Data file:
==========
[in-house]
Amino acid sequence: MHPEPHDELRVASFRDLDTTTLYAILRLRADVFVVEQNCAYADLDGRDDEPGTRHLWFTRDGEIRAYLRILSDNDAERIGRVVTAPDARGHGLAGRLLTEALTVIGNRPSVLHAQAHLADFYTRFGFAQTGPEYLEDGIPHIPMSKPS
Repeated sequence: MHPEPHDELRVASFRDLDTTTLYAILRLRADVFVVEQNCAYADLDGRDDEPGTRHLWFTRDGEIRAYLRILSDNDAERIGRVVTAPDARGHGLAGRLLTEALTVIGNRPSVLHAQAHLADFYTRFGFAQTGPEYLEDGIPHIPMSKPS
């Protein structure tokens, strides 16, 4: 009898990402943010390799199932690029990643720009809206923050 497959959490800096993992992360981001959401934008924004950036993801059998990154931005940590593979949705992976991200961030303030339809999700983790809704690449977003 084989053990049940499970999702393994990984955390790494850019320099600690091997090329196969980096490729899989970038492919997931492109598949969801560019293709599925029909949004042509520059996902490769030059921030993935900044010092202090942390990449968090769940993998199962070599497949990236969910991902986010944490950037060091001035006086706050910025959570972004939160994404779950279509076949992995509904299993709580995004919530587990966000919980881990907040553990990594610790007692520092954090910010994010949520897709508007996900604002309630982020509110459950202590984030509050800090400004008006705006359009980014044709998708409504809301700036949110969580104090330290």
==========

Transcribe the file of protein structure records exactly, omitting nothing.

[in-house]
Amino acid sequence: MHPEPHDELRVASFRDLDTTTLYAILRLRADVFVVEQNCAYADLDGRDDEPGTRHLWFTRDGEIRAYLRILSDNDAERIGRVVTAPDARGHGLAGRLLTEALTVIGNRPSVLHAQAHLADFYTRFGFAQTGPEYLEDGIPHIPMSKPS
Repeated sequence: MHPEPHDELRVASFRDLDTTTLYAILRLRADVFVVEQNCAYADLDGRDDEPGTRHLWFTRDGEIRAYLRILSDNDAERIGRVVTAPDARGHGLAGRLLTEALTVIGNRPSVLHAQAHLADFYTRFGFAQTGPEYLEDGIPHIPMSKPS
């Protein structure tokens, strides 16, 4: 009898990402943010390799199932690029990643720009809206923050 497959959490800096993992992360981001959401934008924004950036993801059998990154931005940590593979949705992976991200961030303030339809999700983790809704690449977003 084989053990049940499970999702393994990984955390790494850019320099600690091997090329196969980096490729899989970038492919997931492109598949969801560019293709599925029909949004042509520059996902490769030059921030993935900044010092202090942390990449968090769940993998199962070599497949990236969910991902986010944490950037060091001035006086706050910025959570972004939160994404779950279509076949992995509904299993709580995004919530587990966000919980881990907040553990990594610790007692520092954090910010994010949520897709508007996900604002309630982020509110459950202590984030509050800090400004008006705006359009980014044709998708409504809301700036949110969580104090330290």